Look, you can certainly debate whether it’s smart political strategy to protest in front of a Supreme Court justice’s home, but let’s get one thing straight. The people marching peacefully on public streets airing their grievances outside the homes of Supreme Court justices have every constitutional right to do so. Period, full stop. And as long as the keepers of American autocracy keep erecting those 8-foot barriers to keep you away, the louder you need to get. They are the ones who declared war on your established rights. When silence is not an option, they need to hear from you.

Yo, do this

  1. Monday’s Pulitzers were also a reminder of how we don’t talk enough about what a thriving, diverse arts and journalism scene exists right here in America’s founding city of Philadelphia. The award for drama went to Philly’s James Ijames — assistant theater professor at Villanova University and a lead artistic director at the Wilma Theater — for Fat Ham, his reimagination of Hamlet at a Black family’s barbecue in the South. No longer hampered by the pandemic, you can see it at New York’s Public Theater. Meanwhile, a podcast with deep Philly roots — Suave, from Futuro Media and PRX — won a Pulitzer for audio reporting. It follows the challenges of a North Philadelphia man freed in 2017 after a life sentence for murder. You can listen to it here.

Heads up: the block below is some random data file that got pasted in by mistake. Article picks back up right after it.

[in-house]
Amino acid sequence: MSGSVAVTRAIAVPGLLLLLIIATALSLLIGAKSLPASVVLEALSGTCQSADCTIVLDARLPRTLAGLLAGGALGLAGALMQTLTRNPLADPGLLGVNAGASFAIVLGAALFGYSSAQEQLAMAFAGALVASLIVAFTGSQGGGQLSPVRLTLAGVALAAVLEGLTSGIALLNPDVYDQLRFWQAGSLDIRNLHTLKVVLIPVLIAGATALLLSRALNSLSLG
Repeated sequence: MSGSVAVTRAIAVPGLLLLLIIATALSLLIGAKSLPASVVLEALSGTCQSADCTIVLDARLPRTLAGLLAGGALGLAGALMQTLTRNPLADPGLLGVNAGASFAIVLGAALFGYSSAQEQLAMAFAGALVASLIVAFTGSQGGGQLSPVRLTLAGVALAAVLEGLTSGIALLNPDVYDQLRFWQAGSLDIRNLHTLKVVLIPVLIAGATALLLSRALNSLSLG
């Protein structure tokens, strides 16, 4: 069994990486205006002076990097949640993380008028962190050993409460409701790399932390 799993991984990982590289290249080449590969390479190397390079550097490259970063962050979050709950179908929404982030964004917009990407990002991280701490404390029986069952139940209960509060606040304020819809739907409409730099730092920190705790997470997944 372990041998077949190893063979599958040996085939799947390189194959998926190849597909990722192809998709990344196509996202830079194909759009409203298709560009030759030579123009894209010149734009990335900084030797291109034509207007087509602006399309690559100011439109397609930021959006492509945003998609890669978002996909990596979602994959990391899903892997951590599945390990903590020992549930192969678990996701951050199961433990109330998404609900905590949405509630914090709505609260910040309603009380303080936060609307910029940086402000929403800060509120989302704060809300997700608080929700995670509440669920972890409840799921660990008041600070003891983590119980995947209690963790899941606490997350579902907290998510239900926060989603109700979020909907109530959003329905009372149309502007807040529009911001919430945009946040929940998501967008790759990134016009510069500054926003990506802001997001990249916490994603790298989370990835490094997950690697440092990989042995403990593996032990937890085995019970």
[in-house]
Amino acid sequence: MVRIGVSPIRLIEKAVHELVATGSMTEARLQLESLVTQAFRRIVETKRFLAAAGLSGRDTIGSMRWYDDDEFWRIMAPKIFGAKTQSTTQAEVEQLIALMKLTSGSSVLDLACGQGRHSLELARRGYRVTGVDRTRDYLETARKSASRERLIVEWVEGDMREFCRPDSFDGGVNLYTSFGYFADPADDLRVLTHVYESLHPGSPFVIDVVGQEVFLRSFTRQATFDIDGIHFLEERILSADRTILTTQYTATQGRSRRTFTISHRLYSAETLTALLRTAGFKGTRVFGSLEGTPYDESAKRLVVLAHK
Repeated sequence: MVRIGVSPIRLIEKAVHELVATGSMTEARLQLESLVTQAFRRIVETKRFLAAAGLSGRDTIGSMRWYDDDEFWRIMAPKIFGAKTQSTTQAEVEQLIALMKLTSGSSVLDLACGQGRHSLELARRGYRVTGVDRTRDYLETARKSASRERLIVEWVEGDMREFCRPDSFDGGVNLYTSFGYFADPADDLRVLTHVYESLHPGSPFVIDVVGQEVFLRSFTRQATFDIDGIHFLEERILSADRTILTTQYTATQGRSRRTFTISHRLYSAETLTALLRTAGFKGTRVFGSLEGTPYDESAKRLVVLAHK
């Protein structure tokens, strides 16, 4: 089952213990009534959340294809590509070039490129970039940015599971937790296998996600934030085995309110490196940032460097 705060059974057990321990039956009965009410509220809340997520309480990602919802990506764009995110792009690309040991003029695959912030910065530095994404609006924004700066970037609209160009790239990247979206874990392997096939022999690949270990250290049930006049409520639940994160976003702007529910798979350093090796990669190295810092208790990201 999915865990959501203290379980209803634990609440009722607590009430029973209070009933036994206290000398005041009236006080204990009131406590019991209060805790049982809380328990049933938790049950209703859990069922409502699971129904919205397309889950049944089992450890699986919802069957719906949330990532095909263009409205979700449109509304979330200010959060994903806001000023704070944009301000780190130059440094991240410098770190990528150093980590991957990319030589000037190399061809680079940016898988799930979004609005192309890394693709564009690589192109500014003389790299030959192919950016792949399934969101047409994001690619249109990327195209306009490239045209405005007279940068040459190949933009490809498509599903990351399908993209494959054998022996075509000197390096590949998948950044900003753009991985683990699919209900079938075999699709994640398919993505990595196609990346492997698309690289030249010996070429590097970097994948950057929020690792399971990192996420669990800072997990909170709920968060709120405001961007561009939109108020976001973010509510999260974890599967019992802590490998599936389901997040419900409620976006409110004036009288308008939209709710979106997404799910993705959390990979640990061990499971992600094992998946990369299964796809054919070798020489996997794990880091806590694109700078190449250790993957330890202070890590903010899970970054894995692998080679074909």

2. The likely overturn of Roe vs. Wade by the Supreme Court has a lot of people asking how America got to this point on abortion rights, and where do we go next? A new video from the team at NowThis News narrated by the actor and activist Alyssa Milano is a quick overview of the patriarchy’s long war on women’s choice. It also points to a possible solution: the revival of the Equal Rights Amendment, which faded just short of approval in the late 1970s and is currently the subject of a constitutional debate over how or whether it can be approved today. The ERA is definitely long overdue.

Ask me anything

Question: Why does the GOP think that criminalizing abortion is a good thing and a winning election issue? — Via leon peters (@LPeterP) on Twitter